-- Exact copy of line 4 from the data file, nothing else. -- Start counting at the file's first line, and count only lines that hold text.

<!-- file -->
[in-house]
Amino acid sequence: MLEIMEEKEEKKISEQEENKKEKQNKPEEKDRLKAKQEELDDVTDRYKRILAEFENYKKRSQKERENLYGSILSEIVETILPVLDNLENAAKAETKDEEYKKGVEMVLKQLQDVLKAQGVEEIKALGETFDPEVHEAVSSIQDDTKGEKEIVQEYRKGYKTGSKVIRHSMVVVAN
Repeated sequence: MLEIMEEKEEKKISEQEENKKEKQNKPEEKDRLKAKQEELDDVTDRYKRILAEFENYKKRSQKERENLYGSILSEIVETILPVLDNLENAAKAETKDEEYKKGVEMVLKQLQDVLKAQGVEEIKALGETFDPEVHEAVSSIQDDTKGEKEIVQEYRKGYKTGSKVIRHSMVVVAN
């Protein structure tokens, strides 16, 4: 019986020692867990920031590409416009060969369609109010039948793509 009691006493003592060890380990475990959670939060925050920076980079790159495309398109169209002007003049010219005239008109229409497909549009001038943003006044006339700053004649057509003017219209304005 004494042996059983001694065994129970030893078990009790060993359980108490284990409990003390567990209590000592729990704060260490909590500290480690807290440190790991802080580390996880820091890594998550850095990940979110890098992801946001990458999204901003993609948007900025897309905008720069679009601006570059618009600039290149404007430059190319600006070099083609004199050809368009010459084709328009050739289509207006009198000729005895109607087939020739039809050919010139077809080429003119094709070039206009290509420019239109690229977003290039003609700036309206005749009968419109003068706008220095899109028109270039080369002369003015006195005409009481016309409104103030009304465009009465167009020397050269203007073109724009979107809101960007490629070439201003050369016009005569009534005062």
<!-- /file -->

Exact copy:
């Protein structure tokens, strides 16, 4: 019986020692867990920031590409416009060969369609109010039948793509 009691006493003592060890380990475990959670939060925050920076980079790159495309398109169209002007003049010219005239008109229409497909549009001038943003006044006339700053004649057509003017219209304005 004494042996059983001694065994129970030893078990009790060993359980108490284990409990003390567990209590000592729990704060260490909590500290480690807290440190790991802080580390996880820091890594998550850095990940979110890098992801946001990458999204901003993609948007900025897309905008720069679009601006570059618009600039290149404007430059190319600006070099083609004199050809368009010459084709328009050739289509207006009198000729005895109607087939020739039809050919010139077809080429003119094709070039206009290509420019239109690229977003290039003609700036309206005749009968419109003068706008220095899109028109270039080369002369003015006195005409009481016309409104103030009304465009009465167009020397050269203007073109724009979107809101960007490629070439201003050369016009005569009534005062």